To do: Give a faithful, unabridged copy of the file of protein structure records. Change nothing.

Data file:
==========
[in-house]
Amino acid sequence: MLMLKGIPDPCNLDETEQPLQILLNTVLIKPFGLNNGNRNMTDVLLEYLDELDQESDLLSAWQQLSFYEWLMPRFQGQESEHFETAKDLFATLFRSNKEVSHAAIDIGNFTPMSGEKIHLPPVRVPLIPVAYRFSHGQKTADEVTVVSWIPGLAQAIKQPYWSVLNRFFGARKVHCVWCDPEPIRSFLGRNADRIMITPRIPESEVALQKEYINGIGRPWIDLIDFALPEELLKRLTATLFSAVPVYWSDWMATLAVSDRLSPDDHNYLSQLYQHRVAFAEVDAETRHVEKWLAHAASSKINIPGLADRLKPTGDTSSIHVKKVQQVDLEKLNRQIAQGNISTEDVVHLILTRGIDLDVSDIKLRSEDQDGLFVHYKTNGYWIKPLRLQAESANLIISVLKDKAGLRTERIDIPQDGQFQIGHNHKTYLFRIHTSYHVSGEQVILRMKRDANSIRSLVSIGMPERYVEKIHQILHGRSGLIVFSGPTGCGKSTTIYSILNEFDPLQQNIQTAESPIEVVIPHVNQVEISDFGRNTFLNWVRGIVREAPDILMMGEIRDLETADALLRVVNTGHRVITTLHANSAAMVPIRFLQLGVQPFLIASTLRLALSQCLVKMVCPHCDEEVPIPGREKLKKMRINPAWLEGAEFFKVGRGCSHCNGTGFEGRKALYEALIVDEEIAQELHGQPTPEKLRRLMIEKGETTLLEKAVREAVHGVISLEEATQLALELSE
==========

[in-house]
Amino acid sequence: MLMLKGIPDPCNLDETEQPLQILLNTVLIKPFGLNNGNRNMTDVLLEYLDELDQESDLLSAWQQLSFYEWLMPRFQGQESEHFETAKDLFATLFRSNKEVSHAAIDIGNFTPMSGEKIHLPPVRVPLIPVAYRFSHGQKTADEVTVVSWIPGLAQAIKQPYWSVLNRFFGARKVHCVWCDPEPIRSFLGRNADRIMITPRIPESEVALQKEYINGIGRPWIDLIDFALPEELLKRLTATLFSAVPVYWSDWMATLAVSDRLSPDDHNYLSQLYQHRVAFAEVDAETRHVEKWLAHAASSKINIPGLADRLKPTGDTSSIHVKKVQQVDLEKLNRQIAQGNISTEDVVHLILTRGIDLDVSDIKLRSEDQDGLFVHYKTNGYWIKPLRLQAESANLIISVLKDKAGLRTERIDIPQDGQFQIGHNHKTYLFRIHTSYHVSGEQVILRMKRDANSIRSLVSIGMPERYVEKIHQILHGRSGLIVFSGPTGCGKSTTIYSILNEFDPLQQNIQTAESPIEVVIPHVNQVEISDFGRNTFLNWVRGIVREAPDILMMGEIRDLETADALLRVVNTGHRVITTLHANSAAMVPIRFLQLGVQPFLIASTLRLALSQCLVKMVCPHCDEEVPIPGREKLKKMRINPAWLEGAEFFKVGRGCSHCNGTGFEGRKALYEALIVDEEIAQELHGQPTPEKLRRLMIEKGETTLLEKAVREAVHGVISLEEATQLALELSE